Social Structure Stratification - Solutions

 CBSE Class 11 Sociology

NCERT Solutions
Chapter 6
Social Structure, Stratification and Social Processes in Society

1. Discuss the different tasks that demand cooperation with reference to agricultural or industrial operations.

Ans. Cooperation is an associative social process. It involves individuals or groups working together to achieve their individual or collective goals. Cooperation is universal and continuous process. It involves sympathy, empathy and capacity to unite people. It fulfills member's physical and psycho social needs.

In simple societies where no surplus was produced, there was cooperation between individuals and groups, although in the capitalistic societies cooperation do exist but many a time it is enforced. e.g. the factory workers do cooperate in their everyday work but a certain conflict of interests would define their relationship.

The idea of cooperation rests on certain assumptions about human's behaviours. According to Durkheim, the role of division of labour-which implies cooperation-is precisely to fulfil certain needs of society.

In agricultural societies people are dependent on each other. The members work together to achieve shared goals. In villages a group of people i.e. ironsmith provides tools, equipment of agriculture. Another groups may be working as shopkeeper and provides seeds, fertilisers and pesticides. A group of people work in the field to sow seeds, at harvesting time cut the crops and do other activities. The farmer alone can't attain the goals.

Similarly in the field of industrial operations, there is specialisations. The workers as well as management may be enforced among each other to attain the shared goals.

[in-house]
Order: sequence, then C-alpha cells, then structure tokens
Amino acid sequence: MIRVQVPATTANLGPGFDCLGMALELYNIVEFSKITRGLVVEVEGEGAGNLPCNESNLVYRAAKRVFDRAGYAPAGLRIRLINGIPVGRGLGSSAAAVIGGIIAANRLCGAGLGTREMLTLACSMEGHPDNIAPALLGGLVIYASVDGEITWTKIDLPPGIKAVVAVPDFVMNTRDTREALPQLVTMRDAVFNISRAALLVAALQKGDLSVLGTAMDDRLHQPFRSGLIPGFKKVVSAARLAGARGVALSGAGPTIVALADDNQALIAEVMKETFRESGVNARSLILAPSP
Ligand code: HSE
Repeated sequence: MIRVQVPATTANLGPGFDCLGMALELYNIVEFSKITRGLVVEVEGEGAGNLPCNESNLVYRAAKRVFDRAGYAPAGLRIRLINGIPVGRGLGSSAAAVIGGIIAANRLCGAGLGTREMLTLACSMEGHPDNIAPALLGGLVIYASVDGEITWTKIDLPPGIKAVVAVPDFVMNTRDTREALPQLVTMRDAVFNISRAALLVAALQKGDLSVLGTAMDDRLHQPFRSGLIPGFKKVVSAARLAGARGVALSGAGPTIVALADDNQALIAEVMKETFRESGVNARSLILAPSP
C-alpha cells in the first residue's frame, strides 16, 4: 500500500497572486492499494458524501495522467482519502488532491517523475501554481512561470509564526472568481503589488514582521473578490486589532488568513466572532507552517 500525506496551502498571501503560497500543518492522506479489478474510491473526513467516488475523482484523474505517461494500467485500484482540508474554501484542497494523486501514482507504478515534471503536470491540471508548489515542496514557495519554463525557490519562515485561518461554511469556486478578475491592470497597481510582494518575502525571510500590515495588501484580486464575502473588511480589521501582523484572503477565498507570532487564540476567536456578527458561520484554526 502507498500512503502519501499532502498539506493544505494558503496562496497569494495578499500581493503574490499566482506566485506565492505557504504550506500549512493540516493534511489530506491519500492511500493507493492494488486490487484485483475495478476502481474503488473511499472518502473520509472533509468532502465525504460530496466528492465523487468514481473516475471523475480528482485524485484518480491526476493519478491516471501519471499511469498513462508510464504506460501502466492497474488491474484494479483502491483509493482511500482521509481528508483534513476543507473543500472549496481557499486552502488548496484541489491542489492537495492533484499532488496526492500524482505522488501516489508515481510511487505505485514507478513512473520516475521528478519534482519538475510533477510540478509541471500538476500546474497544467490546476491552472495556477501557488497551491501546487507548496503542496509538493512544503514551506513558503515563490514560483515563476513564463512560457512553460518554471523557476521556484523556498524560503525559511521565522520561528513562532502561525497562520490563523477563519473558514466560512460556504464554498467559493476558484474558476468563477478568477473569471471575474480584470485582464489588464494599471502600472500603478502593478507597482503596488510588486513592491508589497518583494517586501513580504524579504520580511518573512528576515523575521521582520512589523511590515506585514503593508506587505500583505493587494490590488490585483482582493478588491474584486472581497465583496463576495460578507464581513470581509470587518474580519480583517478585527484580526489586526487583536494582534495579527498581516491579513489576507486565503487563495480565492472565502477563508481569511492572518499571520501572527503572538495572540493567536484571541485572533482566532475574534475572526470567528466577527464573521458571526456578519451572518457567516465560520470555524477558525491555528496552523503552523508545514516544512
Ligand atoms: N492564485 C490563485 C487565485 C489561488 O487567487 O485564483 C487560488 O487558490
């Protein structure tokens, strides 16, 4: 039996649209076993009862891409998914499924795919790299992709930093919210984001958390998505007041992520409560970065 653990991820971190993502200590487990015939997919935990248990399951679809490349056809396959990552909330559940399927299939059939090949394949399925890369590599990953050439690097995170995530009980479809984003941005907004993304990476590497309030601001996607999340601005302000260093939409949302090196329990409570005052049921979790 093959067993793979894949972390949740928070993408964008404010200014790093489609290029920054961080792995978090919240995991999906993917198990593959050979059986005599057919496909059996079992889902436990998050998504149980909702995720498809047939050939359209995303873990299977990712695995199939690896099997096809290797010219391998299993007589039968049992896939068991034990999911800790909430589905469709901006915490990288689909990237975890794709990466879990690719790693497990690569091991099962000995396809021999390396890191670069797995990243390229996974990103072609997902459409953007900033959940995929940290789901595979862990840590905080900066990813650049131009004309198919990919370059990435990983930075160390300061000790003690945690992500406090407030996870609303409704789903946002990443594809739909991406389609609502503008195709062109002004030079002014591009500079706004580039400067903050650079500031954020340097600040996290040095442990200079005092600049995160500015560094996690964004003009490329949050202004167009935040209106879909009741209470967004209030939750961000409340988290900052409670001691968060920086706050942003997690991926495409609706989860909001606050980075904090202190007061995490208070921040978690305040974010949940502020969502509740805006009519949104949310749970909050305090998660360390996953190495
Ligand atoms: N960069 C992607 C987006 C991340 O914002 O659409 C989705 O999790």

2. Is cooperation always voluntary or is it enforced? If enforced, is it sanctions or is the strength of norms that ensure cooperation? Discuss with examples.
According to Karl Marx, humans adjust and accommodate to cooperate but in the process alter society. Humans in cooperating thus do not passively adjust and accommodate but also change the natural or social world to which they adjust.

In order to understand the difference between' enforced' and 'voluntary cooperation' we can take example of women's rights properly. Daughters, knowing their rights on the property mostly would not claim full or any share of natal property, because they were afraid this would sour relations with their brothers. So this cooperation of daughters with the natal family members is not voluntary, it is basically enforced. Daughters have no option, if they want to maintain harmonious relationship with natal family members.

Basically voluntary or enforced cooperation depend on the circumstances. To attain the shared goals e.g. prosperity of family, all the members work and earn money or in villages all the members work in the field voluntarily to bring prosperity to the family. Cooperation can be seen as universal feature of all societies, explained as inevitable interaction among humans living in a society and pursuing their ends.

3. Can you find illustrative examples of conflict drawn from Indian society? Discuss the causes that led to conflict in each instance.

Ans. Conflict includes all those processes in which individual acts against the wishes of others to achieve his purpose. It is a conscious process to attain one's gains.